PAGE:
In a preferred embodiment the drive system for engaging, transporting, closing and releasing each staple is basically a handle or trigger with a pivot point nearer to one end such that an approximately 3 to 1 leverage ratio is established, and so that a 20° pivot movement of the trigger's near end by the surgeon's hand will cause the remote end by direct linkage to actuate and drive the remaining components i.e. the forming blade moves sequentially between its start, engage, transport, close and release or strip positions. Alternative drive mechanisms could include gear trains and cam-follower arrangements for producing linear movement of the staple driver from pivoting or other movement of the surgeon's hand.
As described generally above, each staple goes through engagement, descent, closing and release. In a cam drive system, different cams can easily accomodate these different take-offs while the trigger is pivoted smoothly and/or continuously. In direct drive mechanisms means are provided to allow the trigger's continuous pivoting to cause staple-engaging and forming means to first drive a staple downward from the magazine, and then to close and release the staple. Closing of the staple while it remains at a lower elevation requires an "idling" phase of the anvil while the trigger continues moving. This is an accomplished in one embodiment by using relatively soft and hard springs axially, the latter not moving until the former is fully compressed.
A variety of other and specific features are disclosed in the detailed drawings and descriptions that follow of preferred embodiments of carrying out the principles of this new stapler invention.
FIG. 1 is a front perspective view of the new surgical stapler.
FIG. 2 is an exploded view of the stapler of FIG. 1.
FIG. 3 is a schematic representation of the forming blade, anvil and staple elements in their sequential phases of operation.
FIG. 4 is a schematic representation corresponding to FIG. 3 showing separated sub-assemblies.
FIG. 4a and 4b show lateral spread views of FIG. 4.
FIG. 5 is a front elevation of a prior art staple in closed state.
FIG. 6 is a front elevation of a new staple in open state.
FIG. 7 is a front elevation of the staple of FIG. 6 in closed state.
FIG. 9 is a typical cross-sectional view of the staple, this taken along line 9--9 of FIG. 6.
FIG. 11 is a fragmentary sectional view taken along line 11--11 of FIG. 1 of the staple-forming sub-assembly.
FIG. 14 is a side elevation view of the stapler of FIG. 1.
FIG. 17 is a fragmentary sectional view taken along line 17--17 of FIG. 1 of the staple-forming sub-assembly.
FIG. 17A is a front elevation view of the staple magazine.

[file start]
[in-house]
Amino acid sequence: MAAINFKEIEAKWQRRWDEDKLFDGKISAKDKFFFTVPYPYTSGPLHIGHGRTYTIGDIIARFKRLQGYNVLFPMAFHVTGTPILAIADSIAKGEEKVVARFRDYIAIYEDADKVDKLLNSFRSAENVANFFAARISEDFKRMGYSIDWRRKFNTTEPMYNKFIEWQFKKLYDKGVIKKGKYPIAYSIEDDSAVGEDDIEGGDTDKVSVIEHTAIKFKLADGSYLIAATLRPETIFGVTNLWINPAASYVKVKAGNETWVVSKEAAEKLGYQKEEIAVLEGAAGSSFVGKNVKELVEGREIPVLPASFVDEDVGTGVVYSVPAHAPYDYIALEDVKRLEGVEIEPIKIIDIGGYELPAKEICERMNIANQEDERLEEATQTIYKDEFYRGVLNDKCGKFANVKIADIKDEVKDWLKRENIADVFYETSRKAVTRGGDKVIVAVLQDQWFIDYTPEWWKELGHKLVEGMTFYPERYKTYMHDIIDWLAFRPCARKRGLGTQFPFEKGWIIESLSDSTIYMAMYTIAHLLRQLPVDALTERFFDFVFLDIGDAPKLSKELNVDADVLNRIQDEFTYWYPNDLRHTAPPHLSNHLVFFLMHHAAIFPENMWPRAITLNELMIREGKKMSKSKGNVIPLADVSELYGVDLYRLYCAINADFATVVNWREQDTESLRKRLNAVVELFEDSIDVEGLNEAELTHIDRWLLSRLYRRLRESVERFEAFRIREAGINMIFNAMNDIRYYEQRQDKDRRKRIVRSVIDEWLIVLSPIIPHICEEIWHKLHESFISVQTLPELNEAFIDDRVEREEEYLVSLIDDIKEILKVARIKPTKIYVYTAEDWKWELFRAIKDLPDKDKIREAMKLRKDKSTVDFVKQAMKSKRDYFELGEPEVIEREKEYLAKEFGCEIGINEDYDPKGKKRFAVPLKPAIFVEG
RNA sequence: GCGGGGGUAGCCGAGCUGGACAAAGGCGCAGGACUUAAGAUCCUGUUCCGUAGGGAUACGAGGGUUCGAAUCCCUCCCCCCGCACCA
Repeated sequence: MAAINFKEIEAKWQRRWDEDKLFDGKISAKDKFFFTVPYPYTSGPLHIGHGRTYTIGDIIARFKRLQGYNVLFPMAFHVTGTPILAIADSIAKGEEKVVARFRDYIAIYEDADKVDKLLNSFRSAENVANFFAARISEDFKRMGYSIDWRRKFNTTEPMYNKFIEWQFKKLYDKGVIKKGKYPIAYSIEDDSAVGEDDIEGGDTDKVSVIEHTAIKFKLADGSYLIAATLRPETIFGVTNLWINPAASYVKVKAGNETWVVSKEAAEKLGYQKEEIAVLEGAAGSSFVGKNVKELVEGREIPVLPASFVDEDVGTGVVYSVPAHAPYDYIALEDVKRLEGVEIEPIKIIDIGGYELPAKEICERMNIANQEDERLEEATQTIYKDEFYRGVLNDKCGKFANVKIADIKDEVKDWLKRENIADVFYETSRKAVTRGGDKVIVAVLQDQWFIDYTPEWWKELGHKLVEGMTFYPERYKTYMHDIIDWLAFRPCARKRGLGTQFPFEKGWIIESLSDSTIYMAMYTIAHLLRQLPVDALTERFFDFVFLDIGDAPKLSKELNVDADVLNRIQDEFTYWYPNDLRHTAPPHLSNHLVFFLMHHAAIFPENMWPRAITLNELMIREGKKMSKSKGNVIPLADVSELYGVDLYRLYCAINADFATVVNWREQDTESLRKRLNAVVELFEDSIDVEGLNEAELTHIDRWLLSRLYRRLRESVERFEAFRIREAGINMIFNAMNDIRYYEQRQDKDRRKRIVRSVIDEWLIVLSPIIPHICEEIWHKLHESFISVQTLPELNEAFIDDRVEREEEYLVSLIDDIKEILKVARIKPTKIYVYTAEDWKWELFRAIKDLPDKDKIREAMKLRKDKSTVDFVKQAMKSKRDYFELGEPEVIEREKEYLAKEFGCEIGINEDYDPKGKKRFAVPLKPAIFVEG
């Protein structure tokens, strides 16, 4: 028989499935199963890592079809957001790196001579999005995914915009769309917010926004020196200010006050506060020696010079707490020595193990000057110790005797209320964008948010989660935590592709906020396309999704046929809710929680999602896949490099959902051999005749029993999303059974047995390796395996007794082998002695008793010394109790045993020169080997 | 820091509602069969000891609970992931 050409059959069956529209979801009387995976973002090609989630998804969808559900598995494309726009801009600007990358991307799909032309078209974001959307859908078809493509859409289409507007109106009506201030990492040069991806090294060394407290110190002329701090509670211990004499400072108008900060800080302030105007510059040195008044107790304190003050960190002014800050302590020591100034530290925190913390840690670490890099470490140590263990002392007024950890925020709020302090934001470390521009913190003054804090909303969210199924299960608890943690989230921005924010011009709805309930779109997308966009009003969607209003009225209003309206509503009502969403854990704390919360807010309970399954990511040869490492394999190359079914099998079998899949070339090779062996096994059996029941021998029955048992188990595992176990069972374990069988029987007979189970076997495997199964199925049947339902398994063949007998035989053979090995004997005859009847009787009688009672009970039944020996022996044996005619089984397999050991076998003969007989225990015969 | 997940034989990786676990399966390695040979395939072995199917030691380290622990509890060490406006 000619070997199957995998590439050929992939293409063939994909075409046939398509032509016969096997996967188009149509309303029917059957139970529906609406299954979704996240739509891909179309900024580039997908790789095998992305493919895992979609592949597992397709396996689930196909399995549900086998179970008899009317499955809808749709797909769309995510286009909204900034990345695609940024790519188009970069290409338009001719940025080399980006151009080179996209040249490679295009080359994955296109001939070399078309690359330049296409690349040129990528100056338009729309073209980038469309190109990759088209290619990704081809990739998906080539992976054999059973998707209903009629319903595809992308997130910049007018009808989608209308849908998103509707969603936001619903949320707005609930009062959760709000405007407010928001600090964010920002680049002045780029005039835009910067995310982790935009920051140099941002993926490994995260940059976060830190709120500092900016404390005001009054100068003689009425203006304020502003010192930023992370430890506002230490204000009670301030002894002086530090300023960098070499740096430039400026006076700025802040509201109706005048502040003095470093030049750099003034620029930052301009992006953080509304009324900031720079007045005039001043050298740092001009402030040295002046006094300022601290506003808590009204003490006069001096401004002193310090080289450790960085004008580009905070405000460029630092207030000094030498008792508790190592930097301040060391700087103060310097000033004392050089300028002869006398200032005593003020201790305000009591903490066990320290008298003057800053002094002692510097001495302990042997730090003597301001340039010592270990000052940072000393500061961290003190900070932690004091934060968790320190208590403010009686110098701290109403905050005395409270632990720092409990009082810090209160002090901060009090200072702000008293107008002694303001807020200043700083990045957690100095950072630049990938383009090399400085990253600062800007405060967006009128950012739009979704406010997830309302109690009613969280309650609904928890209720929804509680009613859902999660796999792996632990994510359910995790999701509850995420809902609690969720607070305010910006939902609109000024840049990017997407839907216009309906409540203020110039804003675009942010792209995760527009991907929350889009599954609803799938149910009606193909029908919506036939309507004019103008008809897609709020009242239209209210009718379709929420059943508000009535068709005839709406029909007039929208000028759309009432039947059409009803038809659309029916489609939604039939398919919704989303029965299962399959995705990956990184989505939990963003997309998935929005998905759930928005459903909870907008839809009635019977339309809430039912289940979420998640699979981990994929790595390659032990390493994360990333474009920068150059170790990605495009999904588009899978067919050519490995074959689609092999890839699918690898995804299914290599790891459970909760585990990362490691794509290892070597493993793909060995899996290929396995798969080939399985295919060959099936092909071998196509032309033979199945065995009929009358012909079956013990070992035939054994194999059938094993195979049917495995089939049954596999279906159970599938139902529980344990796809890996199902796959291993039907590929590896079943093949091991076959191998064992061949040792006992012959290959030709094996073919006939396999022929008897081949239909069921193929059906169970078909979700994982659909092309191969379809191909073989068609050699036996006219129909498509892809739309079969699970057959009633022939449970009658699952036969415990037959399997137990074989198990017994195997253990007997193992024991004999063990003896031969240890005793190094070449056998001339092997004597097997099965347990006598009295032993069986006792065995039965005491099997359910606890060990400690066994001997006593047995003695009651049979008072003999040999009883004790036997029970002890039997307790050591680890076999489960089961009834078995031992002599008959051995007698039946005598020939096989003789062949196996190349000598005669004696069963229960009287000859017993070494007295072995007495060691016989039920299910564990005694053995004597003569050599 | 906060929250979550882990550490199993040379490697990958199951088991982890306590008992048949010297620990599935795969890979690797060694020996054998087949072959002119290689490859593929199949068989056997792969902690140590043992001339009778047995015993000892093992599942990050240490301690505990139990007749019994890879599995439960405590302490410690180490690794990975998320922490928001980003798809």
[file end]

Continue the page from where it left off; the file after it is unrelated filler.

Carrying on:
FIG. 17B shows a detail side elevation view partly in section of staples moving from the magazine to the anvil and forming blade.
FIG. 17C shows a rear elevation view of the forming blade.
FIG. 17D shows a cross-sectional view of FIG. 17C.
FIG. 17E shows a detail view of the stripper of FIGS. 17A and 17C.
FIG. 17F shows a rear elevation of FIG. 17E.
FIG. 18 is a fragmentary view similar to FIG. 17 with the stapler descended.
FIG. 19 and 20 are fragmentary front elevation views showing a staple in open, partially closed and fully closed states.
FIG. 19A is a fragmentary sectional view of the staple-forming sub-assembly correspoding to FIGS. 19 and 17f.
The new surgical stapler is illustrated in FIG. 1 showing an assembled device and in FIG. 2 which is an exploded view showing its various principal components. As illustrated in these figures the stapler assembly 10 has a casing or housing 12 with a trigger 14 which is pivotable within the casing about pivot 16, and a detent and spring clip combination 15, 15a to provide an audible and/or physical indication that closure of a staple is imminent and to prevent reversibility once engaged. At the front of the stapler is a front cover portion 18 of the casing 12 in the area where staples are discharged one at a time. A cartridge assembly or magazine 30 holds a plurality of staples 34x on a mandrel 32; a pusher 36 driven by a pusher spring 38 urges the staples toward the left as shown. The magazine is inserted into the stapler casing with staples at the front end 33 of the mandrel 32 situated near the front opening 31b of the casing 12. The lead staple 34a of the plurality of aligned staples 34x would be pushed outward into the staple-forming sub-assembly. Generally stated, one staple at a time is discharged into the forming blade anvil sub-assembly which, upon squeezing of the trigger, then lowers the staple below the lower front part of the casing. Further squeezing of the trigger closes the staple and finally releases the staple from the device, all these phases being illustrated schematically step-by-step in FIGS. 3 and 4.